This science fair project was conducted to determine the effect of atmospheric moisture on different types of wood. The science fair project was done by comparing the effect of moisture on redwood, teak, black oak and red maple wood.
Humidity will cause different types of wood to expand and shrink at different rates.
Expansion and shrinkage in woods
Trees contain water just like any other living organism. A freshly cut piece of wood has higher moisture content and is not suitable to be used as firewood nor is it suitable for woodworking purposes. These newly cut pieces of wood must first be dried in an oven or in an open space. The ideal condition of the wood is said to be achieved when there is a level of equilibrium in the humidity between the wood and its surrounding environment.
Wood tends to expand and contract. This is actually caused more by the changing humidity surrounding the wood rather than by thermal factors. A higher atmospheric humidity will cause the wood to expand while a lower humidity will cause the wood to shrink.
Changes in the dimensions of the wood are normally higher along its growth rings while the changes in the dimension of the wood along its length are normally negligible.
How much a certain species of wood changes in its dimensions by expanding or shrinking according to the surrounding humidity cannot controlled. Experienced wood workers and carpenters need to effectively understand this behavior of wood in order for them to effectively plan and implement projects.
The materials required for this science fair project:
- 1 redwood block (20mm x 10mm x 50mm)
- 1 teak wood block (20mm x 10mm x 50mm)
- 1 black oak wood block (20mm x 10mm x 50mm)
- 1 red maple block (20mm x 10mm x 50mm). You can purchase the wood from hardware stores such as Lowes and Home Depot
- 1 caliper
- 1 oven
- 1 pair of gloves
- 1 black marker pen
1. For this science fair project, the independent variable is the type of wood used – redwood, teak, black oak and red maple. The dependent variable is the change in each block of wood’s dimensions when exposed to room humidity and after they have been dried in the oven. This is determined by measuring the dimensions of the wooden blocks with a caliper. The constants (control variables) are the size of the wooden blocks, the surrounding air humidity and the humidity inside the oven.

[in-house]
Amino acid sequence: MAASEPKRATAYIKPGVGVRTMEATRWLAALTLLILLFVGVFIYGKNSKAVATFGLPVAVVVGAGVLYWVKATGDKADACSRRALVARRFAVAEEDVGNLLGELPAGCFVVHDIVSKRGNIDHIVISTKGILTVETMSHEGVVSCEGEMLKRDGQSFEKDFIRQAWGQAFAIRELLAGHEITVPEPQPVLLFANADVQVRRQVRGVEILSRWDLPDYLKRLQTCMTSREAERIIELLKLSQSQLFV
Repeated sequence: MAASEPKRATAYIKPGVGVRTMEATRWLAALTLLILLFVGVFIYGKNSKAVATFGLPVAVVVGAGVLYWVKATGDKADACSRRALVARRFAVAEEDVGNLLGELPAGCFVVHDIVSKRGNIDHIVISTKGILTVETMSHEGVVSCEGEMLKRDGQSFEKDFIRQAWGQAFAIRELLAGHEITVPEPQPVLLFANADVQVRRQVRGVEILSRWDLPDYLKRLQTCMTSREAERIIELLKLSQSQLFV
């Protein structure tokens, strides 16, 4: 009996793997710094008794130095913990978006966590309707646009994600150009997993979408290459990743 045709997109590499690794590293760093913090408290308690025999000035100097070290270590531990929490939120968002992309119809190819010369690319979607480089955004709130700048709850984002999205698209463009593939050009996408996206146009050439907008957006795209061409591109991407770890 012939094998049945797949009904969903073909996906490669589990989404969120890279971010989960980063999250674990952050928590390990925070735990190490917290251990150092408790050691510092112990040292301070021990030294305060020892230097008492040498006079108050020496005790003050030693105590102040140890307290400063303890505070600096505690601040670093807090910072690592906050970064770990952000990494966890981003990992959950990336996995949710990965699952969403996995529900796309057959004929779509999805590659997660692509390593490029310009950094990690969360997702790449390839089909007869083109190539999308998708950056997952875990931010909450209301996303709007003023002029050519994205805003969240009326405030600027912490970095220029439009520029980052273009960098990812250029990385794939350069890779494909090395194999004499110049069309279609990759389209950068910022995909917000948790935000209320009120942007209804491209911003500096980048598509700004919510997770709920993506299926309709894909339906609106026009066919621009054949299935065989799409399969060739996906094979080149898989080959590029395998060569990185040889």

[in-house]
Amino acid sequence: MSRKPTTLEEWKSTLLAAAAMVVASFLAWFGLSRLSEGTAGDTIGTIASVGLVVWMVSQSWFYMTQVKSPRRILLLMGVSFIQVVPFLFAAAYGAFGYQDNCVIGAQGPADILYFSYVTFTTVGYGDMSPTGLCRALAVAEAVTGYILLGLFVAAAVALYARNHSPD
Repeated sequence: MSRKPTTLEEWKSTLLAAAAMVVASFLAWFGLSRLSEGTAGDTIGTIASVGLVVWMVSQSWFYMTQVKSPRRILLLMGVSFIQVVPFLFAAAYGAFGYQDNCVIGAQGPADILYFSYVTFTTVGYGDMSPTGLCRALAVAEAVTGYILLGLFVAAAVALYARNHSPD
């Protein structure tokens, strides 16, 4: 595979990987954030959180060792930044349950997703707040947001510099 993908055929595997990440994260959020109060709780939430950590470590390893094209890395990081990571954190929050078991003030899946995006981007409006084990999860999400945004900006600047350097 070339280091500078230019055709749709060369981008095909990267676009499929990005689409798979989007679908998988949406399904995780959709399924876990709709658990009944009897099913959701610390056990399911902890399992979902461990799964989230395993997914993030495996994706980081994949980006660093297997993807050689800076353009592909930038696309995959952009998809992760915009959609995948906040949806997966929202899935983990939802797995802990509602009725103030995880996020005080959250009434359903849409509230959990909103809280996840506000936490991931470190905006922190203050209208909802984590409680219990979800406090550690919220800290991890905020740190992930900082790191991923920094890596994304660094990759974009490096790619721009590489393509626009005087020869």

2. The preparation for the experiment is done by cutting the redwood, teak, black oak and red maple wood into wooden blocks measuring 20mm x 10mm x 50mm. The growth rings should be along the 20mm side. The dimensions of the wood are measured and recorded in the table given below.
3. The black marker is used to indicate the type of the wood on the wooden blocks.
4. The temperature of the oven is set to 100°C and the 4 types of wooden blocks are placed inside the oven. The wooden blocks are left in the oven for the next 24 hours and during this time all of the moisture in the wooden block should evaporate and the wood should dry.
5. Gloves are used to remove the hot wooden blocks from the oven after 24 hours. The dimensions of each of the dried wooden blocks are measured once more using the caliper and the results are recorded in the table given below.
It is observed the all 4 types of wood showed significant shrinkage along their growth rings after they were dried in the oven. The biggest change was in the black oak wood and the least change in dimensions was observed in the redwood.
||Along the growth ring (mm)
||Along the Radial (mm)
||Along the length (mm)
||After oven dry
||After oven dry
||After oven dry
The hypothesis that humidity may cause different types of wood to expand and shrink at different rates, is proven to be correct.
It is much easier to work with a dry piece of wood than a freshly cut piece of wood. When moisture has been removed from the wood, it is lighter and easier to work with and handle. Kiln-dried wood is also easier and more cost effective to handle, store and ship to other places or countries. Dried wood is also easier to cut. Furthermore, the wood strengthens as it dries.
Try using more than 1 piece of each type of wood for the experiment, for more accurate results.
Try this science fair project with other types of woods such as birch, fir, pine or hemlock.
Try exposing the wood to different levels of humidity in a humidity chamber and compare the rate of expansion for each type of wood.
Wood movement - http://www.woodworkerssource.com/wood_movement.php
Allowing for expansion and shrinking - http://woodworking.about.com/od/dealingwithproblems/p/expansion.htm